(from Jersey Coast Anglers Association November 2004 Newsletter)
Contact Peter Boger (609) 984-1795
(04/119) TRENTON - The New Jersey Department of Environmental Protection (DEP) today released a copy of the update to its "Artificial Reef Management Plan for New Jersey" for public comment. The Plan has helped to guide New Jersey's extensive reef building efforts at 14 artificial reef locations for more than 17 years.
"New Jersey is now a national leader in artificial reef development and this plan will strengthen our reef program through appropriate standards and fisheries goals," said DEP Commissioner Bradley M. Campbell.
"Artificial reefs are an environmental and economic boon for New Jersey. New fishing and diving opportunities enhance our shore economy, while our marine ecosystems gain new habitat."
The new draft of the Plan covers all aspects of the multi-faceted program, including its objectives, history, benefits, site selection and other considerations. It also establishes a protective standard for the stability, durability and effectiveness of various materials used in reef construction. Currently there is no uniform national standard for the durability of reef materials.
Over the years, New Jersey has had tremendous success with its artificial reef program. Past studies of artificial reefs show that they may be colonized by up to 200 species of fish and invertebrates. Reefs have 800 to 1,000 times more biomass than open ocean. Artificial reefs can also form important nurseries for juvenile fish.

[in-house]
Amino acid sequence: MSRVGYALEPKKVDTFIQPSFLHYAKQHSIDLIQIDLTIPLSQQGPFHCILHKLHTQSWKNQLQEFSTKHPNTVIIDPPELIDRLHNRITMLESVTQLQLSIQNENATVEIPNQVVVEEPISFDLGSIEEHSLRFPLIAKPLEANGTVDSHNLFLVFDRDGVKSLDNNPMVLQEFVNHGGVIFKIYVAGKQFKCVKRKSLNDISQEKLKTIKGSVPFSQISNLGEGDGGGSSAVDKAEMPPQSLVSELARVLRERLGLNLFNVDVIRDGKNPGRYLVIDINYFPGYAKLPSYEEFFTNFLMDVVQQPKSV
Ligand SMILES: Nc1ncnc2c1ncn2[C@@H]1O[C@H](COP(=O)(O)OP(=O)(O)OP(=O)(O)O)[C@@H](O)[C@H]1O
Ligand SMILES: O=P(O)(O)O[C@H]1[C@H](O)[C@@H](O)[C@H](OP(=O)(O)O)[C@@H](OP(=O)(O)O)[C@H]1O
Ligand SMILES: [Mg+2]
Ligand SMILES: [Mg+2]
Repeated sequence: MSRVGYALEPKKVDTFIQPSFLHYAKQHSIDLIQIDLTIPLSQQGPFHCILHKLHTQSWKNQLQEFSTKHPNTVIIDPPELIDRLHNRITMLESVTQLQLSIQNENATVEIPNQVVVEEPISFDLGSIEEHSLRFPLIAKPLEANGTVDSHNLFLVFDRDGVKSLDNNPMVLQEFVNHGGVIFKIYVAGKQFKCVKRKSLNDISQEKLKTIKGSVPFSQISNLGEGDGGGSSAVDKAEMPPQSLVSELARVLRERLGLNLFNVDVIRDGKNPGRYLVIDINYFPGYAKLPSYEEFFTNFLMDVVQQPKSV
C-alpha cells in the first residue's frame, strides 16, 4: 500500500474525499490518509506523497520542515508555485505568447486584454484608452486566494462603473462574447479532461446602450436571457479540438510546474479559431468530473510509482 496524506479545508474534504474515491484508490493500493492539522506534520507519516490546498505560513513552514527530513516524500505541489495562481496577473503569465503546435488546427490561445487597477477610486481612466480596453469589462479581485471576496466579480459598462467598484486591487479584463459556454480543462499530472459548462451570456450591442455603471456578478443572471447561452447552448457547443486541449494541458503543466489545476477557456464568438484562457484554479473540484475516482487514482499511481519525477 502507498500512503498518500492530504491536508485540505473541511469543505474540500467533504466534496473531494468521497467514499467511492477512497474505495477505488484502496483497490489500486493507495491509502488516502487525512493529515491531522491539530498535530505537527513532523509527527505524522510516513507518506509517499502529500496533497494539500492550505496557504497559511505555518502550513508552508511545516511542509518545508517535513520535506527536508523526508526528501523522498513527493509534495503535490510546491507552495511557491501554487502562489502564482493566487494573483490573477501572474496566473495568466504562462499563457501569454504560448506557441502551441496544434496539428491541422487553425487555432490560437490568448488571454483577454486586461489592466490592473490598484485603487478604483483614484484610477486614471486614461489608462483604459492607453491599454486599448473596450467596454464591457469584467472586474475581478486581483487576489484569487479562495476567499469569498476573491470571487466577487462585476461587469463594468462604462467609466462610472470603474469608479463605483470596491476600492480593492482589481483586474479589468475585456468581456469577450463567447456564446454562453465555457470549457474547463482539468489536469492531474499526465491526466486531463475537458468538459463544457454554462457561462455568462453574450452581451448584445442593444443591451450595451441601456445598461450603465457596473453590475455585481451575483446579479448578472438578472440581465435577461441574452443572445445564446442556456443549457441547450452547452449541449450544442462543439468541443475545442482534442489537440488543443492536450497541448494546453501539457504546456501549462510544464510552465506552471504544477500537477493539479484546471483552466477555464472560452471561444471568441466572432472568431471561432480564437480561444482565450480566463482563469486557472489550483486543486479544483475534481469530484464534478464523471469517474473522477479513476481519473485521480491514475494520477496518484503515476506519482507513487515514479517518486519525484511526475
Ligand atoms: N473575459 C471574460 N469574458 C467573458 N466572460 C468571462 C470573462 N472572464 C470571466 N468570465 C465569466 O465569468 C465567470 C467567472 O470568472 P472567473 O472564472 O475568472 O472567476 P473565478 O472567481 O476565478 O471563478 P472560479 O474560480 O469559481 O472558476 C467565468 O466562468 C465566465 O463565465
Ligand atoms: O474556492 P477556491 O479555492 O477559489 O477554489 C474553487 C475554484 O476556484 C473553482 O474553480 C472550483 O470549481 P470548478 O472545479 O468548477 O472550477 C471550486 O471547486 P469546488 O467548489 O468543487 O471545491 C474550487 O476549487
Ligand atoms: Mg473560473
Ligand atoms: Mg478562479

In recent years, DEP added several ships and tugboats to its reefs, as well as more unusual materials such as the 250 decommissioned New York City subway cars added at five reef locations in the summer of 2003. DEP has formed an independent committee to oversee a multi-year monitoring program at the subway car sites that will study water quality, fisheries and biota, and the durability of the reefs. The results of this study will further help New Jersey refine its artificial reef program.
The state currently has 14 artificial reef sites where it periodically deploys new reef materials. These sites include: Sandy Hook Reef, Sea Girt Reef, Shark River Reef, Axel Carlson Reef (offshore from Mantoloking), Barnegat Light Reef, Garden State North Reef (offshore from Harvey Cedars), Garden South Reef (offshore from Spray Beach) Little Egg Reef (offshore from Holgate), Atlantic City Reef, Great Egg Reef (offshore from Atlantic City), Ocean City Reef, Wildwood Reef, Deep Water Reef (offshore from Wildwood), and Cape May Reef. The DEP is accepting public comments on the draft for the next 60 days. A copy of the update to the Plan is available at the DEP website at http://www.njfishandwildlife.com/reefplan04.htm
[News Contents] [Top]